Stakeholders of the all-rice value chain gathered together to raise awareness on the newly-released improved rice varieties in Mozambique on 12 July 2022.
Participants including farmers from four districts in Zambezia province, officials of the International Rice Research Institute Mozambique office and its partners worked together and discussed the different improved rice varieties and identify which are suitable for cultivation in their respective farms.
The activity was conducted through a Tricot Trial methodology (triadic comparison of technologies) where farmers are empowered to identify or validate the most suitable technology or crop varieties for the local conditions of their own farm in realistic conditions, and taking into account variable contexts.
Participants of the field day selected the rice varieties in the field and assessed the grain quality (paddy and milled grain). After that, they discussed their preferences.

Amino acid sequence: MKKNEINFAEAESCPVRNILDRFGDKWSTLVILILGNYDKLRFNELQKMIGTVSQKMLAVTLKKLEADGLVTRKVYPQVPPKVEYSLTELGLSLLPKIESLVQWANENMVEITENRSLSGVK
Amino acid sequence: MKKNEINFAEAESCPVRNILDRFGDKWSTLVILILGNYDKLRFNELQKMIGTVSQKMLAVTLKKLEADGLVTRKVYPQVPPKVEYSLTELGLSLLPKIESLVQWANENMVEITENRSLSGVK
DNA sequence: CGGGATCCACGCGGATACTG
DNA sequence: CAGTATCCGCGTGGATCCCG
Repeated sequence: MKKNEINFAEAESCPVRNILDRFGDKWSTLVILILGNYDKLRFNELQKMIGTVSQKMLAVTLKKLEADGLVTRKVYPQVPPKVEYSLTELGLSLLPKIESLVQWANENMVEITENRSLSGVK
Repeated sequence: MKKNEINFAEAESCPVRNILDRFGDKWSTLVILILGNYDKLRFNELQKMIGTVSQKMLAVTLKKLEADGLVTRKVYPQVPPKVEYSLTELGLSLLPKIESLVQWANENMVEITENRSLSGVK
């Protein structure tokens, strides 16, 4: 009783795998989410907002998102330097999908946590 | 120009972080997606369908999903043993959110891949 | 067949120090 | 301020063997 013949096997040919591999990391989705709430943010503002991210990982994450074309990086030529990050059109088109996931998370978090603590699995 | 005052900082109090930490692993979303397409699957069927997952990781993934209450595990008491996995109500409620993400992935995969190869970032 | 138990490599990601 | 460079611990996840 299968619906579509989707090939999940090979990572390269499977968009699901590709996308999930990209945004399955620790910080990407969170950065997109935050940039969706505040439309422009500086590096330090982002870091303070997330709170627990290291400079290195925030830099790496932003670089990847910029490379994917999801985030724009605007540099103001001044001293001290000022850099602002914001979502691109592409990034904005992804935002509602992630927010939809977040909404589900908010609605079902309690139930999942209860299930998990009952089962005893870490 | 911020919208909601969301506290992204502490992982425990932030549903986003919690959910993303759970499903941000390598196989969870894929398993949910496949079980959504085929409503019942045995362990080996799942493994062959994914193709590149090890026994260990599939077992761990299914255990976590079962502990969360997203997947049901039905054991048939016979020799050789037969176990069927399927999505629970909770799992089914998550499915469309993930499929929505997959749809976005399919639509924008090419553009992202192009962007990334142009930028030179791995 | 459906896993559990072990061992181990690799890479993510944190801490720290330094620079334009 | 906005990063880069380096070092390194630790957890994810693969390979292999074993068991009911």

In the selection of the varieties in the exhibition/fair, the “Chupa” variety was voted as the top preferred rice variety, with the same number of votes as the “Tumbeta” variety. The participants observed that these rice varieties have good grain quality, do not split after processing, and have a good aroma.
As part of the program, the stakeholders also talked about the effects of climate change in their crops. Rice farmers mentioned that they experience extreme weather conditions and suffer from the impacts of floods and droughts at different parts of the year. They also raised their concern about the lack of infrastructure for irrigation which affects their productivity.
Researchers encouraged the participants to try the improved varieties resistant to drought, tolerant of floods, and with better yields. They also stressed that producers should be informed of the weather forecasts to be able to anticipate and address rainfall-related challenges, and eventually increase the quality and quantity of seeds.
“There is a great hope that we can raise more awareness on the new high yielding varieties (HYVs) through these types of activities. The adoption of these varieties among the participating farmers for the next season will be a reality,” said Hideraldo Duarte, one of the participants.